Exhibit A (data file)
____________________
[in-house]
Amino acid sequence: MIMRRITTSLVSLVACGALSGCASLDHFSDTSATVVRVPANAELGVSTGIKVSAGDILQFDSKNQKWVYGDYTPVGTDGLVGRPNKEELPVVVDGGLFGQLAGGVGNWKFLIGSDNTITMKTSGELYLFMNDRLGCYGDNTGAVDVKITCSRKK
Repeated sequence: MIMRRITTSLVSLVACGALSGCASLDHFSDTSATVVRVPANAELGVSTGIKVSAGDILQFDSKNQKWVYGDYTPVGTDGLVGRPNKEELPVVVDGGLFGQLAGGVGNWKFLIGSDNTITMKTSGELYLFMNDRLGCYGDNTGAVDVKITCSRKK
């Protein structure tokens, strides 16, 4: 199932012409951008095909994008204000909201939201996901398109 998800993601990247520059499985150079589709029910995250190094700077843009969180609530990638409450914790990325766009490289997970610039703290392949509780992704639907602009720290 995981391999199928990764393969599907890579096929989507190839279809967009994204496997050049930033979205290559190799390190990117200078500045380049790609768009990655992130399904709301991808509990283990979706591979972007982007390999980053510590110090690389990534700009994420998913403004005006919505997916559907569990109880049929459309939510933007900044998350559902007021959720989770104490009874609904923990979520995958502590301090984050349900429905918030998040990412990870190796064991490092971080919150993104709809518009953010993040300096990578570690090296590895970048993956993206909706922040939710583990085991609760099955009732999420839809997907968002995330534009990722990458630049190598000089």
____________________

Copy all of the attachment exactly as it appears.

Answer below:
[in-house]
Amino acid sequence: MIMRRITTSLVSLVACGALSGCASLDHFSDTSATVVRVPANAELGVSTGIKVSAGDILQFDSKNQKWVYGDYTPVGTDGLVGRPNKEELPVVVDGGLFGQLAGGVGNWKFLIGSDNTITMKTSGELYLFMNDRLGCYGDNTGAVDVKITCSRKK
Repeated sequence: MIMRRITTSLVSLVACGALSGCASLDHFSDTSATVVRVPANAELGVSTGIKVSAGDILQFDSKNQKWVYGDYTPVGTDGLVGRPNKEELPVVVDGGLFGQLAGGVGNWKFLIGSDNTITMKTSGELYLFMNDRLGCYGDNTGAVDVKITCSRKK
């Protein structure tokens, strides 16, 4: 199932012409951008095909994008204000909201939201996901398109 998800993601990247520059499985150079589709029910995250190094700077843009969180609530990638409450914790990325766009490289997970610039703290392949509780992704639907602009720290 995981391999199928990764393969599907890579096929989507190839279809967009994204496997050049930033979205290559190799390190990117200078500045380049790609768009990655992130399904709301991808509990283990979706591979972007982007390999980053510590110090690389990534700009994420998913403004005006919505997916559907569990109880049929459309939510933007900044998350559902007021959720989770104490009874609904923990979520995958502590301090984050349900429905918030998040990412990870190796064991490092971080919150993104709809518009953010993040300096990578570690090296590895970048993956993206909706922040939710583990085991609760099955009732999420839809997907968002995330534009990722990458630049190598000089």